which has solutions that can be expressed using solutions to the (usual) time independent Schrödinger's equation:
Now we can produce time dependent solutions using (time varying) linear combinations of time independent solutions like:
See that each term in the above sum satisfies the time dependent Schrödinger's equation. Since the time dependent Schrödinger's equation is a linear equation, the sum of solutions is a solution (i.e., superposition).
Note that the above Schrödinger's equations have been particularized to 1d: x. I assume it is clear how to generalize these results to more dimensions. For example it should be clear that in our particular 2d-fall problem the time dependent solutions are linear combinations of solutions like:
or in dimensionless form:
where the time unit for dimensionless time t' is /e, so E t/ = E' t'.
OK, our y' time dependent Schrödinger's equation has produced unnormalizable solutions like:
= exp(i ky') exp(-i k2 t')
We seek a linear combination of these solutions to make a normalizable lump of probability. Classical physics suggests that this lump of probability should move at constant speed. Basically the idea is to have all the simple waves constructively interfere to produce the lump, and destructively interfere everywhere else. Finding this desired linear combination at t'=0 is easy once you remember Fourier transforms:
Thus if at t'=0 is to be a Gaussian lump of probability, say:
we can use Fourier analysis to express such a function as a superposition (integral) of simple waves like exp(i kyy'). At future times each simple wave has time dependence exp(-i ky2 t')) given by the time dependent Schrödinger's equation. Thus:
Three details: (1) According to Heisenberg's Uncertainty, the size of the wavefunction in space (y) affects the range of momentums (py) that make up the wavefunction. If the particle has a large range of speeds, the wavefunction must separate out, i.e., expand. Thus to get relatively constant-sized wavefunctions we will want to enlarge the initial spread of the wavefunction. (2) Our wavefunction should be normalized so the total probability of it being someplace on the y' axis is one -- indeed producing such normalized solutions was the point in starting all this Fourier analysis in the first place. Thus we will want to consider t'=0 wavefunctions of the form:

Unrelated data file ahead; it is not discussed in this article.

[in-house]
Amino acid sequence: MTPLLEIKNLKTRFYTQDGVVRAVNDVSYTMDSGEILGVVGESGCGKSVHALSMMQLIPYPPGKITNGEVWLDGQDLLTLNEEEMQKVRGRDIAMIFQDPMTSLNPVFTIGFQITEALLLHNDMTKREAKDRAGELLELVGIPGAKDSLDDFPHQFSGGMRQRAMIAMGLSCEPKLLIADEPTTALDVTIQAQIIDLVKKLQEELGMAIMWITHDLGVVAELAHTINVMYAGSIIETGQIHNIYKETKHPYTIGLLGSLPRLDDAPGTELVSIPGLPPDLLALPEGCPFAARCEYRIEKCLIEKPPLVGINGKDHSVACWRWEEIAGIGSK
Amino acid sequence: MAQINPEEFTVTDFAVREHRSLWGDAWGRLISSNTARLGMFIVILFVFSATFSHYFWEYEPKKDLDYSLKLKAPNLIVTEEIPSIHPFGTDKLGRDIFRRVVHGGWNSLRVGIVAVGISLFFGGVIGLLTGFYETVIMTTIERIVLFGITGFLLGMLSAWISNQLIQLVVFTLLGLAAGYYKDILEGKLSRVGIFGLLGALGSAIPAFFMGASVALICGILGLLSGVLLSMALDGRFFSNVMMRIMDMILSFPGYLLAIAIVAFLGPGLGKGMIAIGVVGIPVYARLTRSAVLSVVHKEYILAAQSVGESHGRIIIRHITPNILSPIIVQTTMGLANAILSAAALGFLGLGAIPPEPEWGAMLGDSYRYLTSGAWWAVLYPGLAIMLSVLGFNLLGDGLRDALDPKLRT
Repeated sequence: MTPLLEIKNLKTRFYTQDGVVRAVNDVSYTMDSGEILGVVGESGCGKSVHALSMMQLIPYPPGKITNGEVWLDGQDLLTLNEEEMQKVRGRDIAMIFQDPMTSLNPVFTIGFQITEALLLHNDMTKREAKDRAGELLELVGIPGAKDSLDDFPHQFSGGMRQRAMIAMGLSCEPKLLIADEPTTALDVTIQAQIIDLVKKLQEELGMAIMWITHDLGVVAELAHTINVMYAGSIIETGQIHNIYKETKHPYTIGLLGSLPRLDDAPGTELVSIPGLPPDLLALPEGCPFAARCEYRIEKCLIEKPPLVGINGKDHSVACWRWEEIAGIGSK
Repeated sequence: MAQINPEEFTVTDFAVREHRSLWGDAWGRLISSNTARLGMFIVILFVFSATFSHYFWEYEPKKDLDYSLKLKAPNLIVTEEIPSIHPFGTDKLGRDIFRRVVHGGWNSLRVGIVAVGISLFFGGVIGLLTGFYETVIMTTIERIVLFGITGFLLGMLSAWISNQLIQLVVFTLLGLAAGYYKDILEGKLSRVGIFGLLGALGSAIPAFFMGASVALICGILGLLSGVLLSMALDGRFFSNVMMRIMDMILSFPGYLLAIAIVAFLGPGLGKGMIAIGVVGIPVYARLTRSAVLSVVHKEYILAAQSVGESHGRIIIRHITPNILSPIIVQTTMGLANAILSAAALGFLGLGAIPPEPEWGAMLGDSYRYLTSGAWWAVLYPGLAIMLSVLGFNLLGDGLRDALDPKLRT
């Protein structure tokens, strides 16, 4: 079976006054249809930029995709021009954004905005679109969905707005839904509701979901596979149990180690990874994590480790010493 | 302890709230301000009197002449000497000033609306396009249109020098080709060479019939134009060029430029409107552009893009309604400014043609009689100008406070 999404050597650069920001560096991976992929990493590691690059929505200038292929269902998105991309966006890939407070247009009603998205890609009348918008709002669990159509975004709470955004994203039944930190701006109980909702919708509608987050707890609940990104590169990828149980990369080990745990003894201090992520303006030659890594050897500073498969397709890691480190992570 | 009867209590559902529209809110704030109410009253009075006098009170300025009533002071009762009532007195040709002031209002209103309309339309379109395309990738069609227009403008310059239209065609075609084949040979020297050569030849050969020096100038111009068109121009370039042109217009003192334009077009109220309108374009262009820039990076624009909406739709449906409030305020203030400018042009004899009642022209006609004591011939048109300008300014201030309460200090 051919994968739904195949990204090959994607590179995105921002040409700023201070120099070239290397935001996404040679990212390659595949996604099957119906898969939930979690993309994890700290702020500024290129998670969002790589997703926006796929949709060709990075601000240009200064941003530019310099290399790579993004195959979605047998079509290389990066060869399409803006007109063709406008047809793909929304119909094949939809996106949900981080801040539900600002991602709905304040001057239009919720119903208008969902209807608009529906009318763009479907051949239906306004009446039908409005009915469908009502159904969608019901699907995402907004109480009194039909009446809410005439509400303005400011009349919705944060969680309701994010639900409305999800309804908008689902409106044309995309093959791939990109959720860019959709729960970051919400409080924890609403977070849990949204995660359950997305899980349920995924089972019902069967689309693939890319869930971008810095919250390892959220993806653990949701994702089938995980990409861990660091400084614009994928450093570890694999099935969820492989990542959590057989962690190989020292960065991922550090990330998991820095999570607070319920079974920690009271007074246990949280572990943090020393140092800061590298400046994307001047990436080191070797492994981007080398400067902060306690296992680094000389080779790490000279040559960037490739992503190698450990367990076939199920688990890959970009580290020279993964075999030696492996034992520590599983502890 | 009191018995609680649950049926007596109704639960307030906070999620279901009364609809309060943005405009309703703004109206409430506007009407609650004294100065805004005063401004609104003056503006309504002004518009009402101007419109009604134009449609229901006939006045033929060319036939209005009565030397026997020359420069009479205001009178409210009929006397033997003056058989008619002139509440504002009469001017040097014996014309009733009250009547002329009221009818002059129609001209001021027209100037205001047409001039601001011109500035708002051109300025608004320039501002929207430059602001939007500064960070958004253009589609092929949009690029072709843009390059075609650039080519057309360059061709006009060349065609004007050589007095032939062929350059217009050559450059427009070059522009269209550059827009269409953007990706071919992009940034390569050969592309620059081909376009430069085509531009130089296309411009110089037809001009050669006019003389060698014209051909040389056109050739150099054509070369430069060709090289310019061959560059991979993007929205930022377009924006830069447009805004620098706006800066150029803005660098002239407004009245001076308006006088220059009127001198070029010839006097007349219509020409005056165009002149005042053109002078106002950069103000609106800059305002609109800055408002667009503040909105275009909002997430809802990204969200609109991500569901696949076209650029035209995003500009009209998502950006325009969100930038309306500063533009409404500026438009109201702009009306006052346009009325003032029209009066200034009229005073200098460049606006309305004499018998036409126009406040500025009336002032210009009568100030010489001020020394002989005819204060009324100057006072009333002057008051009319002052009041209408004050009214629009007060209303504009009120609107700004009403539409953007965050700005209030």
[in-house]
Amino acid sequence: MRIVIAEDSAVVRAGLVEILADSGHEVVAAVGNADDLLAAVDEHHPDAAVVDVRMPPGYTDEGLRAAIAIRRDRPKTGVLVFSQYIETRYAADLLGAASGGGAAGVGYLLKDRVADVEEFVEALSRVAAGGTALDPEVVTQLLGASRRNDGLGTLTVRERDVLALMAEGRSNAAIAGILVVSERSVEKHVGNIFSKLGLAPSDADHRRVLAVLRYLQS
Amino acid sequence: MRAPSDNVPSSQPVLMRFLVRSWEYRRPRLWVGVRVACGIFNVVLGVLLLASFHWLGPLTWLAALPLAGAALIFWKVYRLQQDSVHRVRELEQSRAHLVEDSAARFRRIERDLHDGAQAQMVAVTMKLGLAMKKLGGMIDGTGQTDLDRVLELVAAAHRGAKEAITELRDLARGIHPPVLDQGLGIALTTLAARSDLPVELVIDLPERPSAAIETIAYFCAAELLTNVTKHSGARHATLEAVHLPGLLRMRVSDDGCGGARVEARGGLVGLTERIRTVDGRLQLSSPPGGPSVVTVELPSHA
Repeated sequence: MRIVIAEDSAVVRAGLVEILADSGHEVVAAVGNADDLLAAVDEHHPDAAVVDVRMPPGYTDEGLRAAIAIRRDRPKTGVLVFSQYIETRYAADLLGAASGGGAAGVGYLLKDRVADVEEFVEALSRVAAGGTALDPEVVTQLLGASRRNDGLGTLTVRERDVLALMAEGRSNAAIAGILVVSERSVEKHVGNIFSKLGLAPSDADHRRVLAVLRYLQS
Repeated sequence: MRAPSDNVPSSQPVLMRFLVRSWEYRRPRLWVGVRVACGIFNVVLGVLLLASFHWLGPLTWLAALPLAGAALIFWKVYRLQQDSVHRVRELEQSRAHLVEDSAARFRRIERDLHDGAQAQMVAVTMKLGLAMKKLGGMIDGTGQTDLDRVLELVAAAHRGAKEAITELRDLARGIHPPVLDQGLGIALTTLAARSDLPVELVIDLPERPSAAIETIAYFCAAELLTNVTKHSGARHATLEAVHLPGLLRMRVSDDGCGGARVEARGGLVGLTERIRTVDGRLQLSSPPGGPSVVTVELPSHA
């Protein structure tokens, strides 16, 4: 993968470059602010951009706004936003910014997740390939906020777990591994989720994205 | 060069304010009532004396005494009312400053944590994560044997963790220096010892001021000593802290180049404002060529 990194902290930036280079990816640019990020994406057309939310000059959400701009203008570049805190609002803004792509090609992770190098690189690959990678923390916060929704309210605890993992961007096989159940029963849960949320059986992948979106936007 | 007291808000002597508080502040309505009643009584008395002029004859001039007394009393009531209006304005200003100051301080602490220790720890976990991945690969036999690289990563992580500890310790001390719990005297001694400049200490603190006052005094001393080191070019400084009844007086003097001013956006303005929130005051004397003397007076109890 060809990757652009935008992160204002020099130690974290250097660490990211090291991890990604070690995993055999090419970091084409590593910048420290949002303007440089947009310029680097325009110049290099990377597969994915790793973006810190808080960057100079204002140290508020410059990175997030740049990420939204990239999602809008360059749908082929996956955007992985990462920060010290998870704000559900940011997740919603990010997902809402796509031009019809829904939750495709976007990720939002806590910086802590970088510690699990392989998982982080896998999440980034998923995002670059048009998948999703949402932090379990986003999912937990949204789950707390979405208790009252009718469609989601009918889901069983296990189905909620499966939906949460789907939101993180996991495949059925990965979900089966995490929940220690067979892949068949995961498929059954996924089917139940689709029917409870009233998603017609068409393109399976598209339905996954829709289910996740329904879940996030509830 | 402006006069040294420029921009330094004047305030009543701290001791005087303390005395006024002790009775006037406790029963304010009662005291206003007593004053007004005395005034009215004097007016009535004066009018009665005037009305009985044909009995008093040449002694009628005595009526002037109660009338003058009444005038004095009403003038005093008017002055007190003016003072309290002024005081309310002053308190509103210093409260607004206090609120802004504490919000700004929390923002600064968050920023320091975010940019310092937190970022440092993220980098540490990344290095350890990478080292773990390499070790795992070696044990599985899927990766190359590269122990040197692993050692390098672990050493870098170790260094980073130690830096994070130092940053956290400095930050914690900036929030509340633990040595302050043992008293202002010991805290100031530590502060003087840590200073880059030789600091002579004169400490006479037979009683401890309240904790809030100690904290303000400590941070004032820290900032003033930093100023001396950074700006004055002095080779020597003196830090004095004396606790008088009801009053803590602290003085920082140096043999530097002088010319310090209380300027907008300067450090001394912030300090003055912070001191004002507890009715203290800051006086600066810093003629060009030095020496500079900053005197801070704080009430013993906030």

= N exp(-y'2/42)
where N is to be determined by the normalization condition:
and turns out to be the standard deviation of the y' positions (i.e., y). (3) The above wavefunction is just a lump: it lacks waves. Of course we want a lump of probability, but we still want oscillation in the wavefunction. (Remember de Broglie's relationship between the wavelength of the wavefunction and the particle's momentum.) Something like:
= N exp(-y'2/42) exp(i k0y')
for constant wavenumber k0, has the desired oscillation in wavefunction with no oscillation (just a lump) in probability density. g(k) can now be determined:
The amplitude of the simple wave in our superposition (i.e., g(k)) is large only when k is near k0. If is large, k must be very near k0 or g(k) will be small. This is Heisenberg Uncertainty: y' is proportional to ; k is inversely proportional to ; the product of the two is constant (in fact, ½). Note that we have employed the useful gaussian integral:
We can now calculate the fourier transform of g(k) producing a formula for (y',t').
where we have calculated the integral using the change of variables:
q = k - k0
and the above gaussian integral. I claim that this kind of messy solves our time-dependent Schrödinger's equation. This task is left for a problem.
To better understand the nature of this solution, it is helpful to calculate the probability density ||2:
Note that the result is a lump of probability located at the moving position: 2k0t' with a time-dependent width :
I'm getting tired of carefully distinguishing between the normal and dimensionless versions of variables (e.g., y vs y'). On future pages I'll drop the primes, but everything is to be considered the dimensionless quantity.